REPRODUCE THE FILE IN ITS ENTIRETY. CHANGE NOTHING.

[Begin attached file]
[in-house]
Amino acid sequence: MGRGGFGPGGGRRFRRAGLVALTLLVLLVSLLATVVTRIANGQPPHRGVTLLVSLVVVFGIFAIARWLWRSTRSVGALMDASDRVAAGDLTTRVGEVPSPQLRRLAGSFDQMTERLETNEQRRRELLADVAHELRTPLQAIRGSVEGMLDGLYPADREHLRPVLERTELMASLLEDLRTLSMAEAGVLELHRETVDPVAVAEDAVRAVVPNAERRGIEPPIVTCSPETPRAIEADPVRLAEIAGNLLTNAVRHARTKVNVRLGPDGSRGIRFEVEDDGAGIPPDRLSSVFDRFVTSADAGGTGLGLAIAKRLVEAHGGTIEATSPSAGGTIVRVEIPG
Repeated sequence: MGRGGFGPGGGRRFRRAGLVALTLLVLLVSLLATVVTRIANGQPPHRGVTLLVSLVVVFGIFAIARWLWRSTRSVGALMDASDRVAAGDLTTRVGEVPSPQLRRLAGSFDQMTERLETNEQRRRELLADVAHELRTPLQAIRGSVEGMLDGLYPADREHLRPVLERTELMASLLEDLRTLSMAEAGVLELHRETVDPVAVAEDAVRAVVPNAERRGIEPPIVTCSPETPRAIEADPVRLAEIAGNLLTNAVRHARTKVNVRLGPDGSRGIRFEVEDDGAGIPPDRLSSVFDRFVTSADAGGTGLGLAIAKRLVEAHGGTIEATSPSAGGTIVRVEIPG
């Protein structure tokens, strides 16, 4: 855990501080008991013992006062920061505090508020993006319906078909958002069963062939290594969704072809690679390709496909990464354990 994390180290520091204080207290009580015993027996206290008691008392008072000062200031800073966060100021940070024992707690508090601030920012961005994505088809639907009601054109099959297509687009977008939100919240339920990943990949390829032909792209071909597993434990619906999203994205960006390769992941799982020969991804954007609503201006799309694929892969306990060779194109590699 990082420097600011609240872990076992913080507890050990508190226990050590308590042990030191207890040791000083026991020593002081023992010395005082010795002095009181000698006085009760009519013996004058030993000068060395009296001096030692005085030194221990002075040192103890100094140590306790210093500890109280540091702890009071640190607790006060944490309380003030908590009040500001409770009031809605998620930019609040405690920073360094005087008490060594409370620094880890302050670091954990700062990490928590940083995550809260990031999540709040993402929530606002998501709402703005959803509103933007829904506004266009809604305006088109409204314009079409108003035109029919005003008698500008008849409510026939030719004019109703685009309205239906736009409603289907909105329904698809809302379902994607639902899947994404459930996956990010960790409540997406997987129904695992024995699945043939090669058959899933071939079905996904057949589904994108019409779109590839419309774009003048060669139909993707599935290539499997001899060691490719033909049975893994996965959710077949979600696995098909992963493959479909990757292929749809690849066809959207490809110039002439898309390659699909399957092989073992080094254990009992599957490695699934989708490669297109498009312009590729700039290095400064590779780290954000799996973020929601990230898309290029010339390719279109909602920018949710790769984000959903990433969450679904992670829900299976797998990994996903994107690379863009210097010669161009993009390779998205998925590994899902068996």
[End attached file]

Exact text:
[in-house]
Amino acid sequence: MGRGGFGPGGGRRFRRAGLVALTLLVLLVSLLATVVTRIANGQPPHRGVTLLVSLVVVFGIFAIARWLWRSTRSVGALMDASDRVAAGDLTTRVGEVPSPQLRRLAGSFDQMTERLETNEQRRRELLADVAHELRTPLQAIRGSVEGMLDGLYPADREHLRPVLERTELMASLLEDLRTLSMAEAGVLELHRETVDPVAVAEDAVRAVVPNAERRGIEPPIVTCSPETPRAIEADPVRLAEIAGNLLTNAVRHARTKVNVRLGPDGSRGIRFEVEDDGAGIPPDRLSSVFDRFVTSADAGGTGLGLAIAKRLVEAHGGTIEATSPSAGGTIVRVEIPG
Repeated sequence: MGRGGFGPGGGRRFRRAGLVALTLLVLLVSLLATVVTRIANGQPPHRGVTLLVSLVVVFGIFAIARWLWRSTRSVGALMDASDRVAAGDLTTRVGEVPSPQLRRLAGSFDQMTERLETNEQRRRELLADVAHELRTPLQAIRGSVEGMLDGLYPADREHLRPVLERTELMASLLEDLRTLSMAEAGVLELHRETVDPVAVAEDAVRAVVPNAERRGIEPPIVTCSPETPRAIEADPVRLAEIAGNLLTNAVRHARTKVNVRLGPDGSRGIRFEVEDDGAGIPPDRLSSVFDRFVTSADAGGTGLGLAIAKRLVEAHGGTIEATSPSAGGTIVRVEIPG
């Protein structure tokens, strides 16, 4: 855990501080008991013992006062920061505090508020993006319906078909958002069963062939290594969704072809690679390709496909990464354990 994390180290520091204080207290009580015993027996206290008691008392008072000062200031800073966060100021940070024992707690508090601030920012961005994505088809639907009601054109099959297509687009977008939100919240339920990943990949390829032909792209071909597993434990619906999203994205960006390769992941799982020969991804954007609503201006799309694929892969306990060779194109590699 990082420097600011609240872990076992913080507890050990508190226990050590308590042990030191207890040791000083026991020593002081023992010395005082010795002095009181000698006085009760009519013996004058030993000068060395009296001096030692005085030194221990002075040192103890100094140590306790210093500890109280540091702890009071640190607790006060944490309380003030908590009040500001409770009031809605998620930019609040405690920073360094005087008490060594409370620094880890302050670091954990700062990490928590940083995550809260990031999540709040993402929530606002998501709402703005959803509103933007829904506004266009809604305006088109409204314009079409108003035109029919005003008698500008008849409510026939030719004019109703685009309205239906736009409603289907909105329904698809809302379902994607639902899947994404459930996956990010960790409540997406997987129904695992024995699945043939090669058959899933071939079905996904057949589904994108019409779109590839419309774009003048060669139909993707599935290539499997001899060691490719033909049975893994996965959710077949979600696995098909992963493959479909990757292929749809690849066809959207490809110039002439898309390659699909399957092989073992080094254990009992599957490695699934989708490669297109498009312009590729700039290095400064590779780290954000799996973020929601990230898309290029010339390719279109909602920018949710790769984000959903990433969450679904992670829900299976797998990994996903994107690379863009210097010669161009993009390779998205998925590994899902068996």